A great article in the NY Times recently pointed out that a Mediterranean diet may help prevent mental decline.
They quoted a study published in The Archives of Neurology which tracked the eating habits of 1,393 people with no cognitive problems and 482 patients with mild cognitive impairment, a preliminary state of mental decline that can sometimes signal the onset of Alzheimer’s disease or other forms of dementia.
The individuals were divided into two groups:
- Those who ate a diet rich in Mediterranean foods (fish, fruits, vegetables, legumes and monounsaturated fats like olive oil, while at the same time consuming moderate amounts of alcohol and only small quantities of meat and dairy products).
- Those who did not follow a Mediterranean type of diet.
After nearly five years of follow up, about 275 people in the healthy group developed mild cognitive impairment. People who closely adhered to a Mediterranean diet had a 28 percent lower risk of developing mild cognitive impairment, compared to those whose eating habits were the least like a Mediterranean diet. Moderate followers of a Mediterranean diet showed a trend toward a 17 percent lower risk than the lowest-scoring group, although that finding wasn’t statistically significant.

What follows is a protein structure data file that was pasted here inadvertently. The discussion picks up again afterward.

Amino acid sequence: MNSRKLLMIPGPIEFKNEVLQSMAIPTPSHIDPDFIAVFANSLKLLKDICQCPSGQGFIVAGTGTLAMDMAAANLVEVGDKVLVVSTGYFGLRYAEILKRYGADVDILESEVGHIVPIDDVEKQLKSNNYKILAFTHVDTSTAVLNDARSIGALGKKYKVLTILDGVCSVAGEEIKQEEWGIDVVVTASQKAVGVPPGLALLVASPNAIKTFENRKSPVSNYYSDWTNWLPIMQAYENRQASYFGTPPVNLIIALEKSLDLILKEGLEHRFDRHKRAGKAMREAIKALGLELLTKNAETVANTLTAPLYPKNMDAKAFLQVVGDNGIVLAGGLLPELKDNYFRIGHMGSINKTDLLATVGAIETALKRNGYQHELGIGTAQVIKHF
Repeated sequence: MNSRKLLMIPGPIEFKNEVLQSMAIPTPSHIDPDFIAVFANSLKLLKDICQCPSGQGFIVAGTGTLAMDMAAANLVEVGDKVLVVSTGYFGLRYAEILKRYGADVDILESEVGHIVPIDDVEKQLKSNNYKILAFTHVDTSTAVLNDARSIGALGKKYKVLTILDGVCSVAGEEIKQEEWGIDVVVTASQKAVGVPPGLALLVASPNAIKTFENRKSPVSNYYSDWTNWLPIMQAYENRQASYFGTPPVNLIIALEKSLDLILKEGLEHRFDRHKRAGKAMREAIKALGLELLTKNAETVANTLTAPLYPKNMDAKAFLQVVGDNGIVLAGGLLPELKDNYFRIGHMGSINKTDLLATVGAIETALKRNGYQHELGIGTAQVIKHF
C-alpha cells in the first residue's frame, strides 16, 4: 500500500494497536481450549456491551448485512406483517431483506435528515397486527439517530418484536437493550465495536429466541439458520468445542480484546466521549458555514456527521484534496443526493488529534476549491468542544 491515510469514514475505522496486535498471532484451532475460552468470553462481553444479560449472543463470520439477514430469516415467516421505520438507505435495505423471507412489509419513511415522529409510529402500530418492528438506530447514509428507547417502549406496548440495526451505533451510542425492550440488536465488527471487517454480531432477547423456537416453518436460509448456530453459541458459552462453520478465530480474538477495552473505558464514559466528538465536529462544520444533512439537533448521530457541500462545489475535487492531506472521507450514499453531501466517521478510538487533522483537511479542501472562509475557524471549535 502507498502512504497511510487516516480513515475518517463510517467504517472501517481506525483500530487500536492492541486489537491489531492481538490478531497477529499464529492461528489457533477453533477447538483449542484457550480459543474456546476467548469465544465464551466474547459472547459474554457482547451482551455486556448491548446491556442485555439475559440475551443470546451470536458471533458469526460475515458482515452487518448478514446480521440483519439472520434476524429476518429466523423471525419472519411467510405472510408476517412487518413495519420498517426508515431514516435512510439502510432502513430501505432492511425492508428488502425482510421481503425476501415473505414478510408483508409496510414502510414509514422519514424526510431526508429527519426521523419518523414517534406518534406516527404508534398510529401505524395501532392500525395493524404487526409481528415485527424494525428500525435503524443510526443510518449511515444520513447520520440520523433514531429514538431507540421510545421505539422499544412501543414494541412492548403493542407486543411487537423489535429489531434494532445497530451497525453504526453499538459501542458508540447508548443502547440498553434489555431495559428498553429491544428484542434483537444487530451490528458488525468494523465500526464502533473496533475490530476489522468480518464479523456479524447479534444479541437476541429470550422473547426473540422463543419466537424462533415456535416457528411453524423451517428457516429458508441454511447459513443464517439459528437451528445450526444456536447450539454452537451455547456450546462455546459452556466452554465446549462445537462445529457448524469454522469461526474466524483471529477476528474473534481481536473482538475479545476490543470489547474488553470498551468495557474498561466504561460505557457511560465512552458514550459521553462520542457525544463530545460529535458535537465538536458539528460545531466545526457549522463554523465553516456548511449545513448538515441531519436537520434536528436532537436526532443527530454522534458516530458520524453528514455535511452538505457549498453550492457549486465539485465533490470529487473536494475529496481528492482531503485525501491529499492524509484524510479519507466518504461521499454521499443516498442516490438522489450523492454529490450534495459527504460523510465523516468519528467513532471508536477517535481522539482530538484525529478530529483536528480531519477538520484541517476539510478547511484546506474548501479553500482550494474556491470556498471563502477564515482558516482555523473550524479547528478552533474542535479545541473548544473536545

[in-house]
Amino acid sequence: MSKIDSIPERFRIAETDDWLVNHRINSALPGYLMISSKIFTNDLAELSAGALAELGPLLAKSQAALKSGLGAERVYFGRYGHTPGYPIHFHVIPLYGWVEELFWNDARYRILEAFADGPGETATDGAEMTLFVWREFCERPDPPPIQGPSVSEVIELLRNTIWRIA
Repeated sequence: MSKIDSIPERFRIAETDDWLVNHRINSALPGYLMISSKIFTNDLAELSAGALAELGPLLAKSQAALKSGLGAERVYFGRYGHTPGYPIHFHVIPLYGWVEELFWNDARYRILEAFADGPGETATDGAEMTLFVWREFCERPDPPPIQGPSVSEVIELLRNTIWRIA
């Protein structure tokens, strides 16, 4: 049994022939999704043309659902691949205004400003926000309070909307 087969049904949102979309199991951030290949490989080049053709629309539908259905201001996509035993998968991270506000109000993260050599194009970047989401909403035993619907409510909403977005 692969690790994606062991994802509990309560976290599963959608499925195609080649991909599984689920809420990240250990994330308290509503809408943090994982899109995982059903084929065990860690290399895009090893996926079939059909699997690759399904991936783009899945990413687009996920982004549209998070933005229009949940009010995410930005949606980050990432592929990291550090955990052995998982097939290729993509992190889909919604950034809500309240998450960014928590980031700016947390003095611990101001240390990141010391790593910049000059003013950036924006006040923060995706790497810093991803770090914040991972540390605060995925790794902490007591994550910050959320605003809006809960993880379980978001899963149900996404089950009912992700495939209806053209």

A Mediterranean diet also appeared to slow decline in those already diagnosed with mild cognitive impairment. Among the 482 men and women with mild cognitive impairment at the beginning of the study, 106 developed Alzheimer’s disease about four years later. But among those who strictly adhered to the Mediterranean diet, risk of Alzheimer’s was 48 percent lower, while risk was 45 percent lower among those who ate a moderate version of the diet.
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Make each bite count!